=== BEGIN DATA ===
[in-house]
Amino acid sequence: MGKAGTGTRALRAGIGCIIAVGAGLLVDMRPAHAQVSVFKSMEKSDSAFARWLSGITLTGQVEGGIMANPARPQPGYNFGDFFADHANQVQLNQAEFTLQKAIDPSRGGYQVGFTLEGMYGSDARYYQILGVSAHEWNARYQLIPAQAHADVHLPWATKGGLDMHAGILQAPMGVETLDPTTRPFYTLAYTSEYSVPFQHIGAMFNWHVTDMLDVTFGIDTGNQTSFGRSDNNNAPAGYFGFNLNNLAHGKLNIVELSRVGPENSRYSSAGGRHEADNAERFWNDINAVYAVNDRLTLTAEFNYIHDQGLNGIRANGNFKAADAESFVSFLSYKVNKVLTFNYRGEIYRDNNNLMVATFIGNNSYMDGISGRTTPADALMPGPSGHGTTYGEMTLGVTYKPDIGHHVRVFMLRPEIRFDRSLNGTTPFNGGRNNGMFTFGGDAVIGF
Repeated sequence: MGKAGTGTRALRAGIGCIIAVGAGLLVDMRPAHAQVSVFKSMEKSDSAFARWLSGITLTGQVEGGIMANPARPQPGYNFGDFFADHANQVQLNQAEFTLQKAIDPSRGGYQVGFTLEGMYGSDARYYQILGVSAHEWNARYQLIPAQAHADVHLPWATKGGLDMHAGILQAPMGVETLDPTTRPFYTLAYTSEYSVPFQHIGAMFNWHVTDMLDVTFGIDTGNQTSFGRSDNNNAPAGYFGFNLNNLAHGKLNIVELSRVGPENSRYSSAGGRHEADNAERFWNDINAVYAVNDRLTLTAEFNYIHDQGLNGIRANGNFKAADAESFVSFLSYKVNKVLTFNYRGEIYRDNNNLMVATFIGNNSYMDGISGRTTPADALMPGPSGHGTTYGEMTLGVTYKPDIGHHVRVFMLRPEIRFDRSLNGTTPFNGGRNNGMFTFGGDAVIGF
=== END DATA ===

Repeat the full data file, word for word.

[in-house]
Amino acid sequence: MGKAGTGTRALRAGIGCIIAVGAGLLVDMRPAHAQVSVFKSMEKSDSAFARWLSGITLTGQVEGGIMANPARPQPGYNFGDFFADHANQVQLNQAEFTLQKAIDPSRGGYQVGFTLEGMYGSDARYYQILGVSAHEWNARYQLIPAQAHADVHLPWATKGGLDMHAGILQAPMGVETLDPTTRPFYTLAYTSEYSVPFQHIGAMFNWHVTDMLDVTFGIDTGNQTSFGRSDNNNAPAGYFGFNLNNLAHGKLNIVELSRVGPENSRYSSAGGRHEADNAERFWNDINAVYAVNDRLTLTAEFNYIHDQGLNGIRANGNFKAADAESFVSFLSYKVNKVLTFNYRGEIYRDNNNLMVATFIGNNSYMDGISGRTTPADALMPGPSGHGTTYGEMTLGVTYKPDIGHHVRVFMLRPEIRFDRSLNGTTPFNGGRNNGMFTFGGDAVIGF
Repeated sequence: MGKAGTGTRALRAGIGCIIAVGAGLLVDMRPAHAQVSVFKSMEKSDSAFARWLSGITLTGQVEGGIMANPARPQPGYNFGDFFADHANQVQLNQAEFTLQKAIDPSRGGYQVGFTLEGMYGSDARYYQILGVSAHEWNARYQLIPAQAHADVHLPWATKGGLDMHAGILQAPMGVETLDPTTRPFYTLAYTSEYSVPFQHIGAMFNWHVTDMLDVTFGIDTGNQTSFGRSDNNNAPAGYFGFNLNNLAHGKLNIVELSRVGPENSRYSSAGGRHEADNAERFWNDINAVYAVNDRLTLTAEFNYIHDQGLNGIRANGNFKAADAESFVSFLSYKVNKVLTFNYRGEIYRDNNNLMVATFIGNNSYMDGISGRTTPADALMPGPSGHGTTYGEMTLGVTYKPDIGHHVRVFMLRPEIRFDRSLNGTTPFNGGRNNGMFTFGGDAVIGF